Where does all the time go? Long hours. Late nights. Snatched lunches. Some people boast about their overwhelming work schedule as if it’s a badge of honor: “I start work at 7:00 a.m. and work right though until 8:00 p.m.” Often their Herculean claims border on the absurd. “Last night I went to bed at three a.m. and had to get up two hours earlier to finish a report.” Or, “I used to eat lunch at my desk. But I need to save more time, so I’m giving up eating…”
The problem is NOT that there isn’t enough time. Time doesn’t expand. The problem is that people burden themselves with too many activities. The key to success is how you allocate your time to what matters most. In time study research we’ve conducted for clients, most employees spend about 50% of their time on value-added work. But among the top performers, time spent on important activities approaches 60%. That’s an increase of 5 hours per week that can make all the difference.
Improving productivity means spending your time on the right things. And that starts with planning. Here’s what to think about when you plan your day. Ask yourself, if you had nothing else to do tomorrow, what would you do to affect your results one month from now? The answers would be your “A” priorities—activities that affect your long-term results. They might include hiring a new account manager, developing a major proposal, opening a new branch location, or launching a new marketing campaign. These top priority items should take up 20 to 30 percent of your time.
“B” activities are the things you are responsible for. They are the activities in your job description that must get done today, the things that keep you busy. They might include corresponding with clients, handling claims, supervising staff, inputting data, checking contracts, shipping materials, or updating a database. For most people, “B” responsibilities represent another 30 – 40 percent of the time.
The “C” activities are requirements—those unplanned or unwritten aspects of your job that have to be done. “A” priorities are planned by you whereas “C” requirements are often planned for you. They include department meetings, routine requests, expense reports, filing, sorting, and reading updates. Our time study research using the proprietary TimeCorder device indicates that administrative tasks take up 20-25 percent of the time. Within this, paperwork alone can be five hours per week.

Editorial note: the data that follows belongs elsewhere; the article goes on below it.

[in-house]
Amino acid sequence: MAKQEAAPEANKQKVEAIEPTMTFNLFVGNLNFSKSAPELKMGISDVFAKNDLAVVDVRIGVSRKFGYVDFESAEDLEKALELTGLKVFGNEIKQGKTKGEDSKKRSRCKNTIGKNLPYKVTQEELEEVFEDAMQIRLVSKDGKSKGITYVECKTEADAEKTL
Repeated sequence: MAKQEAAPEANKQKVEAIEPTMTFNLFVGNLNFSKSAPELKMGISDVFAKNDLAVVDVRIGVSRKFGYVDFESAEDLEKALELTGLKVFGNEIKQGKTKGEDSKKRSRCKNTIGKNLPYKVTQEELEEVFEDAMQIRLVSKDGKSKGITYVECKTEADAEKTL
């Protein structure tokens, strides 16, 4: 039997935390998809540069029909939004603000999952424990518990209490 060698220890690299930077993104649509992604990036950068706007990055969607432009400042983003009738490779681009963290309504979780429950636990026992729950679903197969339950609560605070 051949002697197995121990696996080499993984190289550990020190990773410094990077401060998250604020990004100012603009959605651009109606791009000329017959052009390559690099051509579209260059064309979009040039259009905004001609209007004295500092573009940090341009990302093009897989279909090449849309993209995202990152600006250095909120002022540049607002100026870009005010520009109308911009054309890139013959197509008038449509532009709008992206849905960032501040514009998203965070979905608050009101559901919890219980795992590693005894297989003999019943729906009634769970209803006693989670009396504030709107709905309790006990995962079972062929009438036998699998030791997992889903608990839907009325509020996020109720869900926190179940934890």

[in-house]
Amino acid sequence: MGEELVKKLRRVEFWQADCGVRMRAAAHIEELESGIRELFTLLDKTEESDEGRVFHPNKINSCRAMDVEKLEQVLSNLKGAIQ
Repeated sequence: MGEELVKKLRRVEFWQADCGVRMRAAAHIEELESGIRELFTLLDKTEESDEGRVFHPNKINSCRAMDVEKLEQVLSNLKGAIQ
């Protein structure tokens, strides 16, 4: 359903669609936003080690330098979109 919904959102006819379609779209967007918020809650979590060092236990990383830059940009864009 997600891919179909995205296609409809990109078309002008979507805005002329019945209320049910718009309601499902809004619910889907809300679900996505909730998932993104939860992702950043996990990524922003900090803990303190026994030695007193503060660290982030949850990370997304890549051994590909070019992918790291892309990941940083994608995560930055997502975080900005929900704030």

Travel is a “C” requirement. It has to be done, but isn’t a key factor in the success of your job. And, let’s not forget lunches and breaks. It’s ironic how people will plan a lunch meeting or coffee break to the minute. Yet they never get around to planning their major projects. Breaks are necessary—sometimes incubation time away from work can help you solve problems better. But breaks are still just “C” activities.
Finally there are “D” activities. “D” stands for delete, delay, delegate or drop. Get rid of them. They include random web surfing, handling tasks that should be delegated and reading email newsletters. Some “D” tasks are technological time hogs; fixing a photocopier jam, waiting for software to load, or accessing the help desk. Beware of them. Miscellaneous time can be as much as 5 percent of the week.
So how do you spend more time on for your high priorities? First, take the time to plan for them. The sweet spot for general planning is about 2.5 hours per week, or 10 sessions of 15 minutes each. Anything more than that and our research shows no extra impact on results.
Here’s how to plan:
Create a list of activities each day. Make a list of things to do with A, B and C priorities written beside each. Write your list in your time planner, on an app, or even on a Post-It note. At the end of the day, check off the items you’ve completed.
Be specific. When you plan your day, don’t just say, “I’ll work on the budget” or “I’ll work on my recruiting plan.” Be specific by listing activities you can complete today. You can’t do the entire budget in a day, but you can set up a spreadsheet for salaries. You can’t recruit a new employee today, but you can update the job profile.
Block your time. Schedule time for your “A” priorities first. Plan to do them when you’re at your peak and when interruptions are least likely to occur. Make an appointment in your planner, and allocate that time for high priority activities. Then, if someone asks you to meet during that time, say “Sorry, I have an appointment.” No one will ask whom it’s with. It’s an appointment with yourself.
Delegate the things that only you can do. If you think you’re the only person who knows how to do something, you’re probably mistaken and need to delegate more. And if you’re worried that someone isn’t quite ready for a new task, just remind yourself; they’re ready! Delegate the objective, the standards to be met and then ask the person what they need to get started. If they need help, they’ll let you know. Then watch them wow you with results.
Put a value on your time. People say, “time is money”, but for many of them it isn’t. They spend time to save money by driving across town just to save a dollar on a tank of gas. On the other hand, successful people spend money to save time. They’ll hire others to do the things they don’t like doing or aren’t good at. They don’t worry about spending a dollar if it will save them an hour.
Know how you spend your time. Allocate it to the things that matter most. Your time is worth it.
Mark Ellwood is president of Pace Productivity, an international consulting firm that specializes in improving corporate productivity. His passionate mission is to improve people and processes through consulting and training.